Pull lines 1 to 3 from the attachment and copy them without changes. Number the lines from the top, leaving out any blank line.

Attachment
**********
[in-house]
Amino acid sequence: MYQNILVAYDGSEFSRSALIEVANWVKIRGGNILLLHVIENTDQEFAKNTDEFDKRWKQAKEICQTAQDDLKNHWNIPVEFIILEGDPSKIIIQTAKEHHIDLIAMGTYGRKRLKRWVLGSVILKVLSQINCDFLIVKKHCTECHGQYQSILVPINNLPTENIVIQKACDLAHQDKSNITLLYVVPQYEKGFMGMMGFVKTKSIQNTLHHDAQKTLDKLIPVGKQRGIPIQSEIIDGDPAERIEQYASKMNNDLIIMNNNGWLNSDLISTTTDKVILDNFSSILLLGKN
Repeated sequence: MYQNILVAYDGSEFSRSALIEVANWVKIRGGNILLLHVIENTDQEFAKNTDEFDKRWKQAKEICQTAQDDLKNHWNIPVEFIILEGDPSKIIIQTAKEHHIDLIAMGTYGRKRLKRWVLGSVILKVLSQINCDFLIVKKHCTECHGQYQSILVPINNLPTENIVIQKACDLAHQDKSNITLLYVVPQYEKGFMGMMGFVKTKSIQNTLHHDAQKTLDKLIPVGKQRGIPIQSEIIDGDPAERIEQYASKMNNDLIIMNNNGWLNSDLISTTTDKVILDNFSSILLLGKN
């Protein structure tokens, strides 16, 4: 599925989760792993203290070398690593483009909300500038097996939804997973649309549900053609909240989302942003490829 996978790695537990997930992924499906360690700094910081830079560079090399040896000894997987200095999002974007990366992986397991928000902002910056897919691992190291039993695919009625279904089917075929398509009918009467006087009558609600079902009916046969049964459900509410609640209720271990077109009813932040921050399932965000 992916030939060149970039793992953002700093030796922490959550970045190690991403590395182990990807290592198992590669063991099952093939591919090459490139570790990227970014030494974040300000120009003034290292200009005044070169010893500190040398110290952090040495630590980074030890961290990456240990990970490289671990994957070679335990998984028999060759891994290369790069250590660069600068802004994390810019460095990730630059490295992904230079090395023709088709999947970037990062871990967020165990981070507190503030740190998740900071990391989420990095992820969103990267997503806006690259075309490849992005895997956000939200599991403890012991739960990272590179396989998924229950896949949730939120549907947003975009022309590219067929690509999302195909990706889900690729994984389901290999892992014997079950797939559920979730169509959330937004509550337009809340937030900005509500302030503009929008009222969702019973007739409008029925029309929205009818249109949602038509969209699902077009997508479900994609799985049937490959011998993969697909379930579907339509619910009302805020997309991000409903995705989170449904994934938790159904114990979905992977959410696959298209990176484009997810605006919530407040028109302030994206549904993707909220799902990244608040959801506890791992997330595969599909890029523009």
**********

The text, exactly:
[in-house]
Amino acid sequence: MYQNILVAYDGSEFSRSALIEVANWVKIRGGNILLLHVIENTDQEFAKNTDEFDKRWKQAKEICQTAQDDLKNHWNIPVEFIILEGDPSKIIIQTAKEHHIDLIAMGTYGRKRLKRWVLGSVILKVLSQINCDFLIVKKHCTECHGQYQSILVPINNLPTENIVIQKACDLAHQDKSNITLLYVVPQYEKGFMGMMGFVKTKSIQNTLHHDAQKTLDKLIPVGKQRGIPIQSEIIDGDPAERIEQYASKMNNDLIIMNNNGWLNSDLISTTTDKVILDNFSSILLLGKN
Repeated sequence: MYQNILVAYDGSEFSRSALIEVANWVKIRGGNILLLHVIENTDQEFAKNTDEFDKRWKQAKEICQTAQDDLKNHWNIPVEFIILEGDPSKIIIQTAKEHHIDLIAMGTYGRKRLKRWVLGSVILKVLSQINCDFLIVKKHCTECHGQYQSILVPINNLPTENIVIQKACDLAHQDKSNITLLYVVPQYEKGFMGMMGFVKTKSIQNTLHHDAQKTLDKLIPVGKQRGIPIQSEIIDGDPAERIEQYASKMNNDLIIMNNNGWLNSDLISTTTDKVILDNFSSILLLGKN